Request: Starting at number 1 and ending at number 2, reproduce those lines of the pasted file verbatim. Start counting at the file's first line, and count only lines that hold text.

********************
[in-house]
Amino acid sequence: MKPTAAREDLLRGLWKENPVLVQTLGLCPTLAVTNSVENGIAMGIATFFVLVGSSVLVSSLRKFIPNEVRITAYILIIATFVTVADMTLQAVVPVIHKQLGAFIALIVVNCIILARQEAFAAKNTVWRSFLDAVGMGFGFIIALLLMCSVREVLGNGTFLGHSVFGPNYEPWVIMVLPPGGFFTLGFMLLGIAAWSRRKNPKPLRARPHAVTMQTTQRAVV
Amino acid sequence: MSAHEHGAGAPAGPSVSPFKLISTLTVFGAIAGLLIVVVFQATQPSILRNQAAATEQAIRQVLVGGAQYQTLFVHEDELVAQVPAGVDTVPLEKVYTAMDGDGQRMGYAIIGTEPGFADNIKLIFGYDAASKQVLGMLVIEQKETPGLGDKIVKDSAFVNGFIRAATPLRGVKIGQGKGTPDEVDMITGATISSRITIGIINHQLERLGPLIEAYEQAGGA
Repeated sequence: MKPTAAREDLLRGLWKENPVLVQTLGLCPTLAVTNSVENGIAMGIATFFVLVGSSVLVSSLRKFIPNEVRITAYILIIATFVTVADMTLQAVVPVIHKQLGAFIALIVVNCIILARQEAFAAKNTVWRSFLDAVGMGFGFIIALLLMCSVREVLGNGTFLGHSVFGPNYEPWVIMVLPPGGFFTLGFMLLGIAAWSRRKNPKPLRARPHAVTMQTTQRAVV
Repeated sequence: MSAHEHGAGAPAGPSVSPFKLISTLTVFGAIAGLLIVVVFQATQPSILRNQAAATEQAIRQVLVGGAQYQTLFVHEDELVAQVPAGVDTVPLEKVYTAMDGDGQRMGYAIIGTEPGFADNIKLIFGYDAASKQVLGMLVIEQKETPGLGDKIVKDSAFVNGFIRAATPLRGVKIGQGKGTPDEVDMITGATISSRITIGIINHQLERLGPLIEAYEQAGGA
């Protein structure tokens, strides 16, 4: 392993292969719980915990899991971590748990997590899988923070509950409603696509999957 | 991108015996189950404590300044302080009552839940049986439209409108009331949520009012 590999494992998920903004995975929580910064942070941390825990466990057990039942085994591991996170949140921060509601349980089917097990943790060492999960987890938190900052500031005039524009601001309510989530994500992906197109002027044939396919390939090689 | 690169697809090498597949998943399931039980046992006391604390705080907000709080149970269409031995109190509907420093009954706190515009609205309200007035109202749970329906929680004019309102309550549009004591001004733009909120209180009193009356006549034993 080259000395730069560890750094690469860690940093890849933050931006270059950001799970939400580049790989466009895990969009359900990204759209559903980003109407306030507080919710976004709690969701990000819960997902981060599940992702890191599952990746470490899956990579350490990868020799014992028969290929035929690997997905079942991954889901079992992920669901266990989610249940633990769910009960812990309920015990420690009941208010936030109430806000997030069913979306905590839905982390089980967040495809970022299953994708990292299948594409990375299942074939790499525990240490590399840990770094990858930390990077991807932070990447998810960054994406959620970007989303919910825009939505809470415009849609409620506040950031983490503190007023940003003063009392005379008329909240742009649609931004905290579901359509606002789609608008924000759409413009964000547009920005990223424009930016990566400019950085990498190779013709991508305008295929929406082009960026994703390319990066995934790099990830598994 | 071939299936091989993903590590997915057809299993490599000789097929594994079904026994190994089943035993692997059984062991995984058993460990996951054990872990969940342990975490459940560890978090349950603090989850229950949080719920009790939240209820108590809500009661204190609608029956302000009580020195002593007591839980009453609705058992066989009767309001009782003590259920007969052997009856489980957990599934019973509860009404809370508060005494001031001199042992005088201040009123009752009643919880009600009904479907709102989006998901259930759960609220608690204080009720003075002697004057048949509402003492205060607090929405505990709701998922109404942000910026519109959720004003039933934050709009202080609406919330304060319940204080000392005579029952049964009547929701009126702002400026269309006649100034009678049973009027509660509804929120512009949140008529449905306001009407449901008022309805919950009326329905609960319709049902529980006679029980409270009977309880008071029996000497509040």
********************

[in-house]
Amino acid sequence: MKPTAAREDLLRGLWKENPVLVQTLGLCPTLAVTNSVENGIAMGIATFFVLVGSSVLVSSLRKFIPNEVRITAYILIIATFVTVADMTLQAVVPVIHKQLGAFIALIVVNCIILARQEAFAAKNTVWRSFLDAVGMGFGFIIALLLMCSVREVLGNGTFLGHSVFGPNYEPWVIMVLPPGGFFTLGFMLLGIAAWSRRKNPKPLRARPHAVTMQTTQRAVV